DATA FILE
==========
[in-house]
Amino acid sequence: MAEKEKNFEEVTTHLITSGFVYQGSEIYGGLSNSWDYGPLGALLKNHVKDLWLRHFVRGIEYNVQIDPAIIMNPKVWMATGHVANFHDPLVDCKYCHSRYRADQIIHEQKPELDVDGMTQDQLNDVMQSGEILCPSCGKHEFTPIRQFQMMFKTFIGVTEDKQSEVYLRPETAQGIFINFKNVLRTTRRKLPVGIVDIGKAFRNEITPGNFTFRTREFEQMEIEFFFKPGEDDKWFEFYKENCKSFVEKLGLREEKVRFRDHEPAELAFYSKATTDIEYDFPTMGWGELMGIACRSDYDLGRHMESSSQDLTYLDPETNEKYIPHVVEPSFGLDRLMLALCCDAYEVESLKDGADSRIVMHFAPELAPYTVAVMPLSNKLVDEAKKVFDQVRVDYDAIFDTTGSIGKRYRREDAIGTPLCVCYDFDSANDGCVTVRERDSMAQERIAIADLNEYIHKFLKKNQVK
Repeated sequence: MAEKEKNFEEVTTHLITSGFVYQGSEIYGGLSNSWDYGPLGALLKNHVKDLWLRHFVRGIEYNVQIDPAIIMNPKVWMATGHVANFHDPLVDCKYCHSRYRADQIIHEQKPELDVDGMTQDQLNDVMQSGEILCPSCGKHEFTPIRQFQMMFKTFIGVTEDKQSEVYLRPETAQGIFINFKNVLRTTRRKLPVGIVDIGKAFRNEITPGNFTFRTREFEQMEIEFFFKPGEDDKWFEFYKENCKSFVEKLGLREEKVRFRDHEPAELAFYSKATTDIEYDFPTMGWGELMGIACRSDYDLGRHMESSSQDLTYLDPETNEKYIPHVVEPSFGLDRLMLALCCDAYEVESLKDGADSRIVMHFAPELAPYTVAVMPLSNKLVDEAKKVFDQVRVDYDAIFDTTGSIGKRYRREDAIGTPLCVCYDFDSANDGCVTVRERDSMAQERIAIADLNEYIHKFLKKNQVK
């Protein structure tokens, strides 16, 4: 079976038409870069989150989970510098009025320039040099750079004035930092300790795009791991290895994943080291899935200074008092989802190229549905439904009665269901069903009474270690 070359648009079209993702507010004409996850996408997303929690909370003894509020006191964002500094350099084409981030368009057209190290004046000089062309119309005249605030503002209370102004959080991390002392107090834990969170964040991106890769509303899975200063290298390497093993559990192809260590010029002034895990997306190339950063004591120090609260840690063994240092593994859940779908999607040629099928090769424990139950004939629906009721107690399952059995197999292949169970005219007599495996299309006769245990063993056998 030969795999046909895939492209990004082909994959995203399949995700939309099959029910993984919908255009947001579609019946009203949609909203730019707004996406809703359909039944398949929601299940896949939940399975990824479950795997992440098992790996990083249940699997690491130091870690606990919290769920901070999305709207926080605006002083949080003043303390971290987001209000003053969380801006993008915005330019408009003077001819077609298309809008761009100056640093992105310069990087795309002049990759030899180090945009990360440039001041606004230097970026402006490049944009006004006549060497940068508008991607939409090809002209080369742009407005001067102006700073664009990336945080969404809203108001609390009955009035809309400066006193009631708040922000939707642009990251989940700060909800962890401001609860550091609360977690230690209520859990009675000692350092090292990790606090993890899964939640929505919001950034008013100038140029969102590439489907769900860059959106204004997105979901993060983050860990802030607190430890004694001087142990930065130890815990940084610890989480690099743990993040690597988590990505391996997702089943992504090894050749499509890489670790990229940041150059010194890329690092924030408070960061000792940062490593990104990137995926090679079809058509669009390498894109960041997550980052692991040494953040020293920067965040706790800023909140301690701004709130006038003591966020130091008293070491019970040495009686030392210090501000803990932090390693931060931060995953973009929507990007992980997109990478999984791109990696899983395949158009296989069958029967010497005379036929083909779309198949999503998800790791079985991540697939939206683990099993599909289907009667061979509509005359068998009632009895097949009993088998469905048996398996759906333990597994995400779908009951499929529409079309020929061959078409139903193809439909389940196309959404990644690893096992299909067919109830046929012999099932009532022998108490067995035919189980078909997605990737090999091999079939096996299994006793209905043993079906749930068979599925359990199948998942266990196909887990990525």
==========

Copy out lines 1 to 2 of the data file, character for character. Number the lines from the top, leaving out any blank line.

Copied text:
[in-house]
Amino acid sequence: MAEKEKNFEEVTTHLITSGFVYQGSEIYGGLSNSWDYGPLGALLKNHVKDLWLRHFVRGIEYNVQIDPAIIMNPKVWMATGHVANFHDPLVDCKYCHSRYRADQIIHEQKPELDVDGMTQDQLNDVMQSGEILCPSCGKHEFTPIRQFQMMFKTFIGVTEDKQSEVYLRPETAQGIFINFKNVLRTTRRKLPVGIVDIGKAFRNEITPGNFTFRTREFEQMEIEFFFKPGEDDKWFEFYKENCKSFVEKLGLREEKVRFRDHEPAELAFYSKATTDIEYDFPTMGWGELMGIACRSDYDLGRHMESSSQDLTYLDPETNEKYIPHVVEPSFGLDRLMLALCCDAYEVESLKDGADSRIVMHFAPELAPYTVAVMPLSNKLVDEAKKVFDQVRVDYDAIFDTTGSIGKRYRREDAIGTPLCVCYDFDSANDGCVTVRERDSMAQERIAIADLNEYIHKFLKKNQVK